The prize is organised by the Japan Camera Journal Press Club, members of which include photographic journalists from Japan’s leading photography and camera publications.
The annual award is presented to the still camera introduced in Japan over the past year that club members deem ‘most popular, valuable and innovating to the market’.
The judging committee said: ‘To become the right product as the second-generation model of the Olympus OM-D E-M5, this camera is designed for focusing in high quality – close to that of the company’s flagship, the E-M1, in terms of both functionality and operability.’
They added: ‘The 5-axis image stabilisation and 40MP high-resolution mode result in the possibility of [a] high-resolution image with a compact lens interchanging camera.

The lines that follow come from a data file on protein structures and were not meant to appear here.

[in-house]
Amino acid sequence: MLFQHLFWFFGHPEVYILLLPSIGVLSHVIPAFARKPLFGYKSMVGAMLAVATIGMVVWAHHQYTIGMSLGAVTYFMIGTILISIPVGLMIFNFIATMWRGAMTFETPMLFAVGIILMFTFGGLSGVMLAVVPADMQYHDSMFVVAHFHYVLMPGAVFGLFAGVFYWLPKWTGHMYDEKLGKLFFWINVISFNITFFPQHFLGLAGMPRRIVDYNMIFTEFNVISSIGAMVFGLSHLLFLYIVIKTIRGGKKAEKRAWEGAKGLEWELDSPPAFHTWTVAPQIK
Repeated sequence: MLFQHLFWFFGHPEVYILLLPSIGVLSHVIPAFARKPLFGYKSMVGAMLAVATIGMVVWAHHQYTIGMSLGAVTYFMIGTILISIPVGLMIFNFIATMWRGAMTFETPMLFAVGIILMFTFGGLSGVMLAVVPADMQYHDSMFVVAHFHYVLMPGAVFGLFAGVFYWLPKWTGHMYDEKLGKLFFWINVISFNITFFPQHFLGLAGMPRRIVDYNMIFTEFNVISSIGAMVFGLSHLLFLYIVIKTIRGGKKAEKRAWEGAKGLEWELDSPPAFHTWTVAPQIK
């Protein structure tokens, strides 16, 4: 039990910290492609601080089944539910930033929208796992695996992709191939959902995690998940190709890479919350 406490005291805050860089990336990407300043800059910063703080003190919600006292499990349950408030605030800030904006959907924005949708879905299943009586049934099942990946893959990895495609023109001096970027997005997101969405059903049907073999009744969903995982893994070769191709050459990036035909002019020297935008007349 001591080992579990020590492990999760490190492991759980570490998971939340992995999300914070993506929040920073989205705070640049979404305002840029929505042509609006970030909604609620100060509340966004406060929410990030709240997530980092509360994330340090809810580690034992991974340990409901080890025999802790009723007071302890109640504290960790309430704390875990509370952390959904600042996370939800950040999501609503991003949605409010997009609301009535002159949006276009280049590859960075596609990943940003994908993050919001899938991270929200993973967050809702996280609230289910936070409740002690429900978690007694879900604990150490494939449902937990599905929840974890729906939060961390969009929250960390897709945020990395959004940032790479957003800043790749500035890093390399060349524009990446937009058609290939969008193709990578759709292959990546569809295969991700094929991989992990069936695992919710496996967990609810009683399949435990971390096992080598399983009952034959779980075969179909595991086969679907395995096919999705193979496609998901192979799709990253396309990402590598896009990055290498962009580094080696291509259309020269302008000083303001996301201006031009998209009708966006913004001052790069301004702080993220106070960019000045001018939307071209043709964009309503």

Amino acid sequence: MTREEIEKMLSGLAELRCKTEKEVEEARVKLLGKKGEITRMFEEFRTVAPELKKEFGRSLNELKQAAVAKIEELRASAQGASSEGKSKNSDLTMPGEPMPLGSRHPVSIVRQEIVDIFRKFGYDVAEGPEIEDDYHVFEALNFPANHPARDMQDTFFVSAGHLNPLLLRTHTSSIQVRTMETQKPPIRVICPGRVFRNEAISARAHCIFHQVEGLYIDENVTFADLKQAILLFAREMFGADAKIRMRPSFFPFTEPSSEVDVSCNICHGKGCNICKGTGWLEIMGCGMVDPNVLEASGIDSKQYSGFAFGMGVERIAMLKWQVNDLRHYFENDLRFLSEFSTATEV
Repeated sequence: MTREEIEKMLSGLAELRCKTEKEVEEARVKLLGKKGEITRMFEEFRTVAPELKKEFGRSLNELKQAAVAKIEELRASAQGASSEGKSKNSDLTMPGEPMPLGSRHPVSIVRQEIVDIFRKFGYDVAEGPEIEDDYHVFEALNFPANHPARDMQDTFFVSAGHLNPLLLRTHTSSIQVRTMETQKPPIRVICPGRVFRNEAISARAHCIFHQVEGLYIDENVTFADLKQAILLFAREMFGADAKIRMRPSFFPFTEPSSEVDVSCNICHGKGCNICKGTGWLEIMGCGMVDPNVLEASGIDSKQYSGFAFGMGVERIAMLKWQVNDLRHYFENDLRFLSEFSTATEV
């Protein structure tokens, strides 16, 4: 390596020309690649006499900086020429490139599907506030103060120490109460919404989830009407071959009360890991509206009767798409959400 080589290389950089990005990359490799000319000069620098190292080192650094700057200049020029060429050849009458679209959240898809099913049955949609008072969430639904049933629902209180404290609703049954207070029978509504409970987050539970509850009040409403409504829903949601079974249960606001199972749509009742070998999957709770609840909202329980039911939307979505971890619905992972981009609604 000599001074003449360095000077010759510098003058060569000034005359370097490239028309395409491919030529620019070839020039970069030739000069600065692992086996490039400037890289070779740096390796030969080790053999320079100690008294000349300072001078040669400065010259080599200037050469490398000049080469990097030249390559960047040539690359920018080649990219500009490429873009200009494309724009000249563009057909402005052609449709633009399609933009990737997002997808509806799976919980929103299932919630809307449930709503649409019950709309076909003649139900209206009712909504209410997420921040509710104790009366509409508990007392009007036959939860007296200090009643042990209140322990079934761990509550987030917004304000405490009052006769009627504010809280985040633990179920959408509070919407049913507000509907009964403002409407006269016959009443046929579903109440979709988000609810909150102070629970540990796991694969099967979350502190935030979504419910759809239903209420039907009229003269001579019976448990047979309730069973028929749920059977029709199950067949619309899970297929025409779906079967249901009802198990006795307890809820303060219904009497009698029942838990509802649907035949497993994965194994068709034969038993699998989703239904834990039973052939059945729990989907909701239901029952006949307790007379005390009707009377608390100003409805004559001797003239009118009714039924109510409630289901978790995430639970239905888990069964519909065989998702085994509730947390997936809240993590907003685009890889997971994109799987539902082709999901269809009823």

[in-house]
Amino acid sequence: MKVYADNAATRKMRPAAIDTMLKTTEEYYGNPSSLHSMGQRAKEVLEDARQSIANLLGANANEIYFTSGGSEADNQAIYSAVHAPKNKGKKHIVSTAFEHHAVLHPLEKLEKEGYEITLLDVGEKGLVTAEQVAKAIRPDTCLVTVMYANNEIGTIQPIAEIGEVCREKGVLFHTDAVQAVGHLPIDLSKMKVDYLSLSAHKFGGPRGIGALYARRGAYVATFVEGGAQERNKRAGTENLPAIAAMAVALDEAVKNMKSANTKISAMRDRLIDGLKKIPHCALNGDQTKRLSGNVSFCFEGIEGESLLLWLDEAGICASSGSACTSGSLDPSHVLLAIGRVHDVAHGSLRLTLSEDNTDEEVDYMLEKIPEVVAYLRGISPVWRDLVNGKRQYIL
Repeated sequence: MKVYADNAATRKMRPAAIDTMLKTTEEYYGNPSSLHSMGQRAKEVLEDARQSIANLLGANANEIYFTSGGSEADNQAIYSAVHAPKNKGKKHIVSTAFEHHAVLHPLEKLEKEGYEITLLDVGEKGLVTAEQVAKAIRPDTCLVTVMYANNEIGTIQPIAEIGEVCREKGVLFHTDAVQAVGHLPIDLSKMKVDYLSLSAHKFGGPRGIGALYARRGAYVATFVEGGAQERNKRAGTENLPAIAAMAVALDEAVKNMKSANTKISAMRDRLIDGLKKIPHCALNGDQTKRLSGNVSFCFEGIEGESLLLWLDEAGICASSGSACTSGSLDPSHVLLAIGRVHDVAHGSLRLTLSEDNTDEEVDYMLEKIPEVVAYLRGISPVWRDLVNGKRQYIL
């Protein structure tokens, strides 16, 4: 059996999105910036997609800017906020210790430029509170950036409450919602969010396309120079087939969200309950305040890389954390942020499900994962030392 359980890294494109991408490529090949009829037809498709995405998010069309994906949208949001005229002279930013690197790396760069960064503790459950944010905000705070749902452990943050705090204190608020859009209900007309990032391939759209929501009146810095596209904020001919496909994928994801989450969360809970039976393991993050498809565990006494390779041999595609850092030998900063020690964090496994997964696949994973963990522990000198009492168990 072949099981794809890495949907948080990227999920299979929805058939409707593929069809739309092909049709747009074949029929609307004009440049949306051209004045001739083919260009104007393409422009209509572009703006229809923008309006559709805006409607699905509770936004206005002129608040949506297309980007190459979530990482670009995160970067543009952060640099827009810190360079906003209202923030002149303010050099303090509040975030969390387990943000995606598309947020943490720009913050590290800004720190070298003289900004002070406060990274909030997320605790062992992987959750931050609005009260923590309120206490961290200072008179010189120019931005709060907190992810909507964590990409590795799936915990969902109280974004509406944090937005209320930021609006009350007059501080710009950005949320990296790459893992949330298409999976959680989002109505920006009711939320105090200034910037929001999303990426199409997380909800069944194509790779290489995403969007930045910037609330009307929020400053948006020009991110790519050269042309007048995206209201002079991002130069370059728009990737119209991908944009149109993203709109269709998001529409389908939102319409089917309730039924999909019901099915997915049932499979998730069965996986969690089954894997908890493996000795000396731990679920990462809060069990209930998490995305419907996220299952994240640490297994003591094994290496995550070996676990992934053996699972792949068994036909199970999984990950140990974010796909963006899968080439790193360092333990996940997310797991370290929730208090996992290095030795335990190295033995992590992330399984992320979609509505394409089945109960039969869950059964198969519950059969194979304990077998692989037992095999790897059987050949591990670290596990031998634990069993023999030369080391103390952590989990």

‘In addition, the camera responds to users’ needs with features including dust-and-splash proof structure and low-temperature capability to minus 10°C.’
Earlier this month, Olympus announced it was set to roll out 7,000 ‘titanium-tinted’ OM-D E-M5 Mark II cameras, in homage to the firm’s titanium-clad OM-3Ti SLR launched in 1994
Announced in February, the OM-D E-M5 Mark II Olympus is a revamped version of the enthusiast-level OM-D E-M5.
At the time, Olympus claimed to have improved its three-year-old 5-axis image stabilisation system to make it the ‘world’s most powerful IS’, delivering ‘startling image quality’.
This was made possible using a better algorithm and by installing a new motion sensor, added the firm.